What is Postmodernism? Like most of the movements in art and architecture, the Postmodern movement, sometimes called PoMo, developed as a reaction against Modern architecture and design. Unlike Mid-century modern architecture guided by simplicity and functionality, Postmodern design embraces unconventional ideas with an emphasis on playful, artsy, and extravagant style. The Postmodernists were not theoreticians, they enjoyed experimenting with vivid colors, theatrical shapes, exaggerated forms and mostly they enjoyed breaking the rules of architecture and design. The “Birth” of Postmodernism It’s difficult to pinpoint the exact starting point of Postmodernism, but most of the schoolers agree that a possible “birth” could be traced back to Ettore Sottsass’s Totem, an industrial ceramic work created for the exhibition "Menhir, Ziggurat, Stupas, Hydrants & Gas Pumps" in Milan in 1967, now part of The Metropolitan Museum of Art design collection. Another arguable origin for postmodernism is the book Learning from Las Vegas (1972) by the American duo Robert Venturi and Denise Scott Brown. In this book, the pair argues that the multiplicity of architectural styles that is so typical for Las Vegas hotels and casinos is a subversion of modernist notions of “taste”, particularly in the form of neon signage. Tacony Palmyra Bridge, SUE GRAF Punk is in the House Postmodernism emerged in times of rapid social change and challenging economic circumstances. This was a time when the anti-establishment subculture, the punk music and the deconstructed fashion of Vivian Westwood, emerged. Almost at the same time, at the end of the 70s, architect Frank Gehry was taking apart his Santa Monica home and reconstructed it in a radical manner much ahead of its time. The interior walls were removed to expose structural elements, plywood was added to the exterior, and corrugated metal panels, more common of barn roofs than of suburban homes, were used to decorate the outer walls. The statement of the 1980s In the 1980s everything became a style statement. Cutting-edge graphics in art, magazines and music videos energized a new, post-punk subculture. Postmodern characteristics of vivid colors, theatrical shapes and exaggerated forms became the dominant look in fashion, furniture and accessories. The MEMPHIS Group The Memphis Group was a radical design group that emerged in 1981 in Milan, Italy. The group was founded by the designer and architect Ettore Sottsass and his fellow Italian creatives with the aim to create a new design collective. They took their name from a Bob Dylan song titled Stuck Inside of Mobile with the Memphis Blues Again. Only six years later the members of this loose group of like-minded designers suddenly disbanded. Memphis was a reaction against the status quo. If the Bauhaus and the modernist designers made austere furniture with chrome and leather or expensive wood, Memphis designers had an affection for affordable materials such as plastic. The group’s concept was centered around “radical, funny, and outrageous”. Their aesthetic was a mix of geometric shapes, zany patterns and loud colors. Essentially, disregarding what was considered “good taste”, the Memphis group combined the geometric figures typical of the Art Deco movement from the 20s with the color palette of the Pop Art movement from the 60s with a touch of 50s kitsch. A Unique Style Controversy aside, the Memphis group was ground-breaking. Their use of clashing colors, haphazard arrangements was previously unseen. The laminate and terrazzo materials, which were usually used as flooring surfaces, were now incorporated into tables and lamps. It was a radical departure from the concept of objects designed to be functional, not decorative. Memphis changed all this with a more creative and humorous approach to design. Les chiens roses, DOMINIQUE ALBERTELLI From Subculture to Mainstream Among the early few supporters was the fashion designer of the Chanel House, Karl Lagerfeld. He was so impressed by Sottsass’s design that he bought his entire first collection. When David Bowie’s estate auctioned his art collection in 2016, it was revealed that he had collected more than 400 pieces of Memphis items since the '80s. Whit such influencing followers, the period Memphis items reached the cult status being highly sort after by design collectors and being exhibited in major art & design museums. V&A London has dedicated a major retrospective in 2011-2012 Postmodernism: Style and Subversion 1970 - 1990. Vitra Museum, in Germany, has currently on display Memphis: 40 Years of Kitsch and Elegance (06.02.2021 – 23.01.2022). Today the postmodernism is no longer a radical movement or a subcultural but it has become mainstream. The Revival of Postmodernism Once laugh at as the epitome of bad taste, the Memphis aesthetic is back in style, maybe once again as a reaction against the modernist-influenced interior design that has dominated the past decade from the Haussmannian apartments in Paris to Manhattan studios. Strange times are asking for bizarre furniture. If you feel brave enough to bring a touch of 80s in your home, the original Memphis pieces are still in production or have been re-edited and available for purchase through Memphis Milano. Additionally, the preloved furniture market is spoiled for choices with period items to dazzle your mood. Countless furniture and accessories young designers are reinterpreting this style by giving it a fresh look. Ruang Abu-abu, DIDUNG PUTRA Bold Art for Bold Design When it comes to choosing the art, there is no reason to be shy, follow the true Memphis spirit, and go for statement pieces, and vivid colors. Don’t forget that there is no middle way for this design style, more is more. References: Celia White, From Neon to New Order Paul Atkinson, Postmodernism: Style and Subversion, 1970-1990 Sarah Barnes, How the Memphis Movement Went Against “Good Taste” to Inspire Designers Today Design references: Playful Cocktail pendant light designed by Hanna Anonen Coffee table part of Kelly Behun's capsule collection and pop-up shop for Barney's New York Known as La Mamma, Big Mama, or Donna, the iconic Up red chair and footstool were created by Gatano Pescce in 1968 for B&B Italia. The ceramic turquoise black and white bowl designed by Ettore Sottsass in the 1960s for Bitossi Italia. Shogun table lamp was designed in 1985 by the Swiss architect Mario Botta for Artemide. Malachite large plate. Coffee table book The Impossible Collection of Design. Bishop ceramic occasional table or stool (pink and green) by the French interior designer India Mahdavi. 1972 Ekstrem chair designed by Terje Ekstrom. Sam Son chair designed by Konstantin Grcic for Magis Tahini lamp, 1981 a design icon by Ettore Sottsass.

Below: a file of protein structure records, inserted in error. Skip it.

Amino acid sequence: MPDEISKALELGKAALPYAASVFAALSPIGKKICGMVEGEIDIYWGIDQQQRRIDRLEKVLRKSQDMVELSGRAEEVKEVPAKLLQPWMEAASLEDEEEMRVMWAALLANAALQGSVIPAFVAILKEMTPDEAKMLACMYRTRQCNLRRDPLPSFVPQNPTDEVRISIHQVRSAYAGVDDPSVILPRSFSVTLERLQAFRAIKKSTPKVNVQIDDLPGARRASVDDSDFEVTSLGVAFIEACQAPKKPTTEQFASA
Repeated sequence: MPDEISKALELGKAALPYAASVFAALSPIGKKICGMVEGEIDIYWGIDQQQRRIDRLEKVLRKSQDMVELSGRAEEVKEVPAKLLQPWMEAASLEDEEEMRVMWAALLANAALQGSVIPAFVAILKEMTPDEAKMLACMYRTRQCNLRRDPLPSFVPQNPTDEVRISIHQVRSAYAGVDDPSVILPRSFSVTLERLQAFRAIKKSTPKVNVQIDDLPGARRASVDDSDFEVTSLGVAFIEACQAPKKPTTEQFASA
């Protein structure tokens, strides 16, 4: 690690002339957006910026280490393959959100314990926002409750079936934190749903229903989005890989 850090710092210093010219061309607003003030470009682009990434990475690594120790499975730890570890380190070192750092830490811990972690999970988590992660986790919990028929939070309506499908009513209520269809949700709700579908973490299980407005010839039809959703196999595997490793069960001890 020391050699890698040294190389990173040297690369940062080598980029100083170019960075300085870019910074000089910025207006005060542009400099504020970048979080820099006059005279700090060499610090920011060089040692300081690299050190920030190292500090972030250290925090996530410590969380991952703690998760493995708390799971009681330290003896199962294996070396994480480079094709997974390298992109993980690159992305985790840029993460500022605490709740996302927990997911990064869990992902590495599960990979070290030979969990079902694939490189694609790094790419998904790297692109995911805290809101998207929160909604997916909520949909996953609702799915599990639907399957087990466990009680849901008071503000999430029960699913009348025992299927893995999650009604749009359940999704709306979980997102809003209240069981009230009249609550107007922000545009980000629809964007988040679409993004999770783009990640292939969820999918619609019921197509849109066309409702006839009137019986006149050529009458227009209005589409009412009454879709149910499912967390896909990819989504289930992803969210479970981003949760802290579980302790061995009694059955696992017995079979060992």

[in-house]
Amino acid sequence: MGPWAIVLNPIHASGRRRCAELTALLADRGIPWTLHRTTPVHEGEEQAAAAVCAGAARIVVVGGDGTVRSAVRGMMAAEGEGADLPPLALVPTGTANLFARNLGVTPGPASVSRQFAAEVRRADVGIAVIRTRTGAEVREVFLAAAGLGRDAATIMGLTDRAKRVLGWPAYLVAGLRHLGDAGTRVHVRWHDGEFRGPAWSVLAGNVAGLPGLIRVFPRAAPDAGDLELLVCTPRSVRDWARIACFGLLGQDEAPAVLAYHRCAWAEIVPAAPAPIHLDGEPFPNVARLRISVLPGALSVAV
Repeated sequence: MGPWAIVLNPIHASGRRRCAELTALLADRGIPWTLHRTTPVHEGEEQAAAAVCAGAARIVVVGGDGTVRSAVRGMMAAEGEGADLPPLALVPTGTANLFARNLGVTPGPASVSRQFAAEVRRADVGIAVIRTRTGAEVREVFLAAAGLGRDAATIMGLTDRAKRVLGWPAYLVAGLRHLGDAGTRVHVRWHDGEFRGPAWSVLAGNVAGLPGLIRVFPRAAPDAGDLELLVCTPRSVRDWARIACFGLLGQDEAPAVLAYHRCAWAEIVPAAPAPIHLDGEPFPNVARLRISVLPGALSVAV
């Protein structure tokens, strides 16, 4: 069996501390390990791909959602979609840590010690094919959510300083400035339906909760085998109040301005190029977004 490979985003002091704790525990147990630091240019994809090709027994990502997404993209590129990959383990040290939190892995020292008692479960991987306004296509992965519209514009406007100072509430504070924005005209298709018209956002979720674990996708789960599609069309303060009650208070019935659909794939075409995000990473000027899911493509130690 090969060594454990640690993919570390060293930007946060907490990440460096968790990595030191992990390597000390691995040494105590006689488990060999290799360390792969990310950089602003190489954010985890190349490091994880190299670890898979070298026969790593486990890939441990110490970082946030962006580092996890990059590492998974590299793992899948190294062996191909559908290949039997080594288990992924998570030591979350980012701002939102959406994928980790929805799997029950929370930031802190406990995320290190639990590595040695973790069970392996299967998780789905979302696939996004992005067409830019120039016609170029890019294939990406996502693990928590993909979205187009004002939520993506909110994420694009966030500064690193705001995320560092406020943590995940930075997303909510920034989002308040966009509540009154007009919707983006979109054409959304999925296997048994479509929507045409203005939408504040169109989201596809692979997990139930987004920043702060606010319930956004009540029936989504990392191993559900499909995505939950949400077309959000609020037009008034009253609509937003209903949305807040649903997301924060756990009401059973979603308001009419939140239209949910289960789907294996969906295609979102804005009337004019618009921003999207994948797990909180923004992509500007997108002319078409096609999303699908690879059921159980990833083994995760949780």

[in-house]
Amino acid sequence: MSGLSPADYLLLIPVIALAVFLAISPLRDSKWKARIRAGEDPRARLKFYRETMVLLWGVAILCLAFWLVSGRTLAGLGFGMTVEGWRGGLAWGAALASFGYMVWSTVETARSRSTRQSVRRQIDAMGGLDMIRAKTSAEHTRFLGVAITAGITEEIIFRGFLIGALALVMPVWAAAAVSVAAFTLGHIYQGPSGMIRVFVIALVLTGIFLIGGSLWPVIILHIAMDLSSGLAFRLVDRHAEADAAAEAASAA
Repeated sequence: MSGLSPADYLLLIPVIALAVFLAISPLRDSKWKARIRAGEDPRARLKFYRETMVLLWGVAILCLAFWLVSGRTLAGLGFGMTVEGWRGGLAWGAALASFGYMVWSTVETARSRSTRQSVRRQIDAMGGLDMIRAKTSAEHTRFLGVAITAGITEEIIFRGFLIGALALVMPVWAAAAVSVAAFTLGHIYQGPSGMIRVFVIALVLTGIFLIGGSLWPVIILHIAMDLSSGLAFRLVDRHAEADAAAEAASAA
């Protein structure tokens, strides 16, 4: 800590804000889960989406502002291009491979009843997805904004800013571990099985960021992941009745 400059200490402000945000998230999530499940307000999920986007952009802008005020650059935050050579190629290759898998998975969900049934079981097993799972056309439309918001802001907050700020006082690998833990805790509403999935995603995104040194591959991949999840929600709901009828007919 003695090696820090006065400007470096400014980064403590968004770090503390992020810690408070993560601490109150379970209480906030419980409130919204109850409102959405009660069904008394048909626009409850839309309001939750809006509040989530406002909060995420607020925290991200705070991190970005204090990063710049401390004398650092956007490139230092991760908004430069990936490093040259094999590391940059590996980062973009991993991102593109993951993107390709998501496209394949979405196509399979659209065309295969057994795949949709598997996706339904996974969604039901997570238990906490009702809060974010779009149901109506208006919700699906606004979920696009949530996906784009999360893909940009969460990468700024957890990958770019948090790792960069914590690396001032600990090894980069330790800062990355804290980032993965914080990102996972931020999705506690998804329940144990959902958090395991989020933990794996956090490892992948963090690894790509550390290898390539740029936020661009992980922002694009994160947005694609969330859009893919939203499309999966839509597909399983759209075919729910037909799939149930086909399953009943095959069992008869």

Art Deco Styles: An Iconic Fusion of Elegance and Modernity